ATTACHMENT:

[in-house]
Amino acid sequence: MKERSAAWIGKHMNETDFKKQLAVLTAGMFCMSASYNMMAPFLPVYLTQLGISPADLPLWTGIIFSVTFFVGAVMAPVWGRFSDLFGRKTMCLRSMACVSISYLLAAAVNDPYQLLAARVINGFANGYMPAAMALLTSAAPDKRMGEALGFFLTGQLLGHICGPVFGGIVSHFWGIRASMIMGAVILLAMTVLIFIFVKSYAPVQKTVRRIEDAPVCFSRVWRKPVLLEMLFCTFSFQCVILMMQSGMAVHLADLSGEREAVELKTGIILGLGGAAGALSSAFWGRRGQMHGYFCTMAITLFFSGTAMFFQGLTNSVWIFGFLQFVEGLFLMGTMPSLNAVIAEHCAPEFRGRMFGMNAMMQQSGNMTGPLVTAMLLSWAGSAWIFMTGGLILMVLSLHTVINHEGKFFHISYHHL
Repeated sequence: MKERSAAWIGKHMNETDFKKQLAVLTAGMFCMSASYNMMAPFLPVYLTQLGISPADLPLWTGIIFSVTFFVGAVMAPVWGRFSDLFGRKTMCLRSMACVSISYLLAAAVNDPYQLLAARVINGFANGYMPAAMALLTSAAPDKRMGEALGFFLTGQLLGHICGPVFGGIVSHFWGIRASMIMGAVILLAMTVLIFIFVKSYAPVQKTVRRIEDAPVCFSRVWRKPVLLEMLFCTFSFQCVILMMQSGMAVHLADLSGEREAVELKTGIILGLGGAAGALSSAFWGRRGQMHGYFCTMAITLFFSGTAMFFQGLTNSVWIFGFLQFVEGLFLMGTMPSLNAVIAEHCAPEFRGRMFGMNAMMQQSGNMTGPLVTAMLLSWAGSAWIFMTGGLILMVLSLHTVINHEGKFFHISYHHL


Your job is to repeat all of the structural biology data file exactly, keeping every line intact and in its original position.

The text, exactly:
[in-house]
Amino acid sequence: MKERSAAWIGKHMNETDFKKQLAVLTAGMFCMSASYNMMAPFLPVYLTQLGISPADLPLWTGIIFSVTFFVGAVMAPVWGRFSDLFGRKTMCLRSMACVSISYLLAAAVNDPYQLLAARVINGFANGYMPAAMALLTSAAPDKRMGEALGFFLTGQLLGHICGPVFGGIVSHFWGIRASMIMGAVILLAMTVLIFIFVKSYAPVQKTVRRIEDAPVCFSRVWRKPVLLEMLFCTFSFQCVILMMQSGMAVHLADLSGEREAVELKTGIILGLGGAAGALSSAFWGRRGQMHGYFCTMAITLFFSGTAMFFQGLTNSVWIFGFLQFVEGLFLMGTMPSLNAVIAEHCAPEFRGRMFGMNAMMQQSGNMTGPLVTAMLLSWAGSAWIFMTGGLILMVLSLHTVINHEGKFFHISYHHL
Repeated sequence: MKERSAAWIGKHMNETDFKKQLAVLTAGMFCMSASYNMMAPFLPVYLTQLGISPADLPLWTGIIFSVTFFVGAVMAPVWGRFSDLFGRKTMCLRSMACVSISYLLAAAVNDPYQLLAARVINGFANGYMPAAMALLTSAAPDKRMGEALGFFLTGQLLGHICGPVFGGIVSHFWGIRASMIMGAVILLAMTVLIFIFVKSYAPVQKTVRRIEDAPVCFSRVWRKPVLLEMLFCTFSFQCVILMMQSGMAVHLADLSGEREAVELKTGIILGLGGAAGALSSAFWGRRGQMHGYFCTMAITLFFSGTAMFFQGLTNSVWIFGFLQFVEGLFLMGTMPSLNAVIAEHCAPEFRGRMFGMNAMMQQSGNMTGPLVTAMLLSWAGSAWIFMTGGLILMVLSLHTVINHEGKFFHISYHHL